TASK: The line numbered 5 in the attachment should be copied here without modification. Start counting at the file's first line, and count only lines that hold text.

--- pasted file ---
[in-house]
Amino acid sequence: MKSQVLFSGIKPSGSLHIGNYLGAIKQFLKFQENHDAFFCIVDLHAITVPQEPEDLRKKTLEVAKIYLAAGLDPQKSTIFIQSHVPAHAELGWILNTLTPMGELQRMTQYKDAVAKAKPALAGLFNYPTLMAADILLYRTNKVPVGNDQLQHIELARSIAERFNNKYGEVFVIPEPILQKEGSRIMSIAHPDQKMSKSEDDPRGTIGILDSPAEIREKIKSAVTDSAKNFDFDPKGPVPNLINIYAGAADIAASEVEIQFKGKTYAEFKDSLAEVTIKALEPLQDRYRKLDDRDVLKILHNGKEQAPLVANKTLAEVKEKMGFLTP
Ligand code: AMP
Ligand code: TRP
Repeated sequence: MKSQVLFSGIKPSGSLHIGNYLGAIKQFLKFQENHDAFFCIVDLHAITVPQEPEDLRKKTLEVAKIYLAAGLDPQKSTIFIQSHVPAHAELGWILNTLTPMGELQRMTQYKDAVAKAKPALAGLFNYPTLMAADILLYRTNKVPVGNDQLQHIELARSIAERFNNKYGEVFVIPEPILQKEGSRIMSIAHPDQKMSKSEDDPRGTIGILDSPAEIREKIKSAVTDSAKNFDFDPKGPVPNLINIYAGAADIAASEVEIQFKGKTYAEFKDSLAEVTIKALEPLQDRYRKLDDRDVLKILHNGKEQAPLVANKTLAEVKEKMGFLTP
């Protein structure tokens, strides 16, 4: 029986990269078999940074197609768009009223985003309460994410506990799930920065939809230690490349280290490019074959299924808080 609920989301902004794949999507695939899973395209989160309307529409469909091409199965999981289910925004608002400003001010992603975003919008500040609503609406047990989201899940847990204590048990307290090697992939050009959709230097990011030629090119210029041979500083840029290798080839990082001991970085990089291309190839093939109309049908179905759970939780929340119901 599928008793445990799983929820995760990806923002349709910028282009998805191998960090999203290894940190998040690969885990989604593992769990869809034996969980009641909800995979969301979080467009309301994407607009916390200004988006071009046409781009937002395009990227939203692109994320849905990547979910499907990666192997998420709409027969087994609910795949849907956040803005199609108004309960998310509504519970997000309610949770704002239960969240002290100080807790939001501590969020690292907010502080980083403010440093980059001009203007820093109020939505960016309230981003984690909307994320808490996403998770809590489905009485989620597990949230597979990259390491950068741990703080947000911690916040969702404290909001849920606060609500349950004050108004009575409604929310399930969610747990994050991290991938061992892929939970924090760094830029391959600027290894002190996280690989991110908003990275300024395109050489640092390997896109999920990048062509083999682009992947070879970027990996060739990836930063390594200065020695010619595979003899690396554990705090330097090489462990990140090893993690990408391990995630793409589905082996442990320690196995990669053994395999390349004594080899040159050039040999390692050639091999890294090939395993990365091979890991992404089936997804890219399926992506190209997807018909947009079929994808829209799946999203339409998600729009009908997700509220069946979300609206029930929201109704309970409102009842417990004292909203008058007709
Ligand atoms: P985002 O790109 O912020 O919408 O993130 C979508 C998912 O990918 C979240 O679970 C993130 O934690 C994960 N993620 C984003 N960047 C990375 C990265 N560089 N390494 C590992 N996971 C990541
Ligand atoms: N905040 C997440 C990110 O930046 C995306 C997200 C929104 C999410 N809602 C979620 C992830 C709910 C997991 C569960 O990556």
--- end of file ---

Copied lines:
Repeated sequence: MKSQVLFSGIKPSGSLHIGNYLGAIKQFLKFQENHDAFFCIVDLHAITVPQEPEDLRKKTLEVAKIYLAAGLDPQKSTIFIQSHVPAHAELGWILNTLTPMGELQRMTQYKDAVAKAKPALAGLFNYPTLMAADILLYRTNKVPVGNDQLQHIELARSIAERFNNKYGEVFVIPEPILQKEGSRIMSIAHPDQKMSKSEDDPRGTIGILDSPAEIREKIKSAVTDSAKNFDFDPKGPVPNLINIYAGAADIAASEVEIQFKGKTYAEFKDSLAEVTIKALEPLQDRYRKLDDRDVLKILHNGKEQAPLVANKTLAEVKEKMGFLTP